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The Desolation Of Smaug - An Analysis

Tuesday 10 December 2013, 16:30

Mark Kermode Mark Kermode

The second of the three Hobbit films is released this week. I decided to investigate just how such a short book could take up so much screen time - here are my conclusions.

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    Comment number 61.

    Other people have already noted that there is more in the films than just the book. I would go further and crystallize it thus: the problem with the Hobbit films is the title. If they were called something else, and had the stated aim that they would *include* the events of The Hobbit, it would wipe out this whole question instantly. Having said that, I have no idea what the films *should* be called. No strong candidate title is springing to mind.
    This is not to say that the films don't have problems (so far). They do. Just not this one.

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    Comment number 62.

    I didn't agree with this. Then I went to see the film. There were two utterly unnecessary additions which were not necessary or desirable. Whilst I think three films is fine, they do not need to be three hours plus each.

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    Comment number 63.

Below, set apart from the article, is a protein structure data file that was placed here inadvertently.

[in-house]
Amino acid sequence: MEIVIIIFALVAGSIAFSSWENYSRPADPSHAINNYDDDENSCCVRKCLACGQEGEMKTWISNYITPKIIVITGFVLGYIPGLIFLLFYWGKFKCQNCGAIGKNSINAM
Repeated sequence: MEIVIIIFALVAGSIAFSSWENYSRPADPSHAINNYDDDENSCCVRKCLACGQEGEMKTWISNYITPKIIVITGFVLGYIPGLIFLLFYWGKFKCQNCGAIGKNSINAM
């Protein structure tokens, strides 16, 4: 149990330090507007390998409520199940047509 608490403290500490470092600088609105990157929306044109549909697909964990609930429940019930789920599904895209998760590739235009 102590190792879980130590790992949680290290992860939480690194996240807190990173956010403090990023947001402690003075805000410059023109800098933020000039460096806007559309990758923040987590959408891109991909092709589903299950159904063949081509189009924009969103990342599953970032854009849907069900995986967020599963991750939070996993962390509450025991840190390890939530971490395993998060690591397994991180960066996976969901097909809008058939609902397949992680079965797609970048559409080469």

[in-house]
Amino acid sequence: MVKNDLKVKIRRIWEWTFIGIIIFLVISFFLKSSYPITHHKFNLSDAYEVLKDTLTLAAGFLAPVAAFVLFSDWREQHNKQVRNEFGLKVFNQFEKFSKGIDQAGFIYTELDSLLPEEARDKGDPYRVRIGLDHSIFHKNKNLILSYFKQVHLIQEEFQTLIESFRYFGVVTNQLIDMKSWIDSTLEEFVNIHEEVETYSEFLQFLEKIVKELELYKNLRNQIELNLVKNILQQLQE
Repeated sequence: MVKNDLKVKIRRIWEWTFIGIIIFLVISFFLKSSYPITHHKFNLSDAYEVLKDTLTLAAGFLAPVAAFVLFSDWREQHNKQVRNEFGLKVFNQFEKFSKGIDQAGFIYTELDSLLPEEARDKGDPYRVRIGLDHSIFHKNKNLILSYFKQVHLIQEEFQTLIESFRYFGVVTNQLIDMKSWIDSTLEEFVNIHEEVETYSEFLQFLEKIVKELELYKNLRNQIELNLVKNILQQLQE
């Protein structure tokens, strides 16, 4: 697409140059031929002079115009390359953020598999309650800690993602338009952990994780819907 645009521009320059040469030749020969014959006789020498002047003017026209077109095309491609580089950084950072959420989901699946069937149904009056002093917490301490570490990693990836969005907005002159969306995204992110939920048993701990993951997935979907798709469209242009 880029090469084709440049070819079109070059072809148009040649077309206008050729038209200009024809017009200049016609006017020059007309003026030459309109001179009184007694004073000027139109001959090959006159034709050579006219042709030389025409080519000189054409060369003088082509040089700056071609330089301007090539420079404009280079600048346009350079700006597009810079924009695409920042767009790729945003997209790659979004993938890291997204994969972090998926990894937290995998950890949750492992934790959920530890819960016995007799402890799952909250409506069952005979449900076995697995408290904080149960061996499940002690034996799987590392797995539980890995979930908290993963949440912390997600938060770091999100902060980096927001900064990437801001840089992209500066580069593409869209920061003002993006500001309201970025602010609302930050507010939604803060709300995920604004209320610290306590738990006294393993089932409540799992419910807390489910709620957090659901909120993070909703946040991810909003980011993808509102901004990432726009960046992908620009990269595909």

5.08 of my life I'll never get back :-/

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    Comment number 64.

    Hi Mark.

    On the issue of frame rate (I have just listened to your 5 Live podcast review of TH TDOS), I think the negative response to 48fps was entirely predictable.

    I am a photographer/videographer by trade, and I own and operate a Canon 5DmkII, the camera which has democratised the production of cinematic visuals. The camera comes preloaded with a few frame rate options: 24, 25, 30, 50 and 60 fps respectively. I learned early on in testing that, ironically, the lower the frame rate I shot with, the higher the perceived quality of the footage. This phenomenon is entirely psychological I believe. Television cameras shoot at 30fps traditionally, where as film have always been shot at 24 or 25 fps, depending on which side of the Atlantic you reside. This means that we have been trained that less frames = more quality. This being the case I only shoot in 25fps, because I know the effect this has on the way the footage is consumed.

    I understand the arguments about mitigating the short falls of stereoscopy, but I think Peter Jackson and co. have under estimated the power of this psychological phenomenon, to the point where the higher frame rate can even act as one of your 'Brechtian alienation devices' with people detaching from the narrative to whisper to each other and ask why, 'the picture looks weird'.

    In your review of Nebraska, when speaking about the use of Black and White grading and grain over sharp digital footage, you likened it to recording music in a modern studio, and then degrading it on purpose to give it the 'feel' of vinyl. In this case I think film is actually doing this. We have cameras which can shoot at 20, 000 fps, but more is not really 'more'.

    The same is happening in the photography field with programs being released all the time to give your images the colour, tonal depth and even grain of organic 35mm film. There will always be, not only a nostalgia for these 'lower quality signals', but a subconscious link between these signals and the best examples of these mediums we have in our minds.